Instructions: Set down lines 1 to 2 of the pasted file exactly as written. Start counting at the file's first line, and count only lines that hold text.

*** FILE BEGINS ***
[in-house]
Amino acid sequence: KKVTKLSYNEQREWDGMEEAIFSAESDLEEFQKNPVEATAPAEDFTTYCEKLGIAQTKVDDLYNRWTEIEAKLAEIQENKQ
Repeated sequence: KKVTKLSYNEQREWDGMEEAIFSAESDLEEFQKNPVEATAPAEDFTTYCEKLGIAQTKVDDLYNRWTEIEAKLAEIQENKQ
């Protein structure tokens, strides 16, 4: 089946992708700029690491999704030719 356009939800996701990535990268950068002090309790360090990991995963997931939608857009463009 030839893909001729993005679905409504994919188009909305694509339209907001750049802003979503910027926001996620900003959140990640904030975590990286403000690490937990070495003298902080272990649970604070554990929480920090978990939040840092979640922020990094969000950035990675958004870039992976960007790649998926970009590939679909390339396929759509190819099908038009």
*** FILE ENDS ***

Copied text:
[in-house]
Amino acid sequence: KKVTKLSYNEQREWDGMEEAIFSAESDLEEFQKNPVEATAPAEDFTTYCEKLGIAQTKVDDLYNRWTEIEAKLAEIQENKQ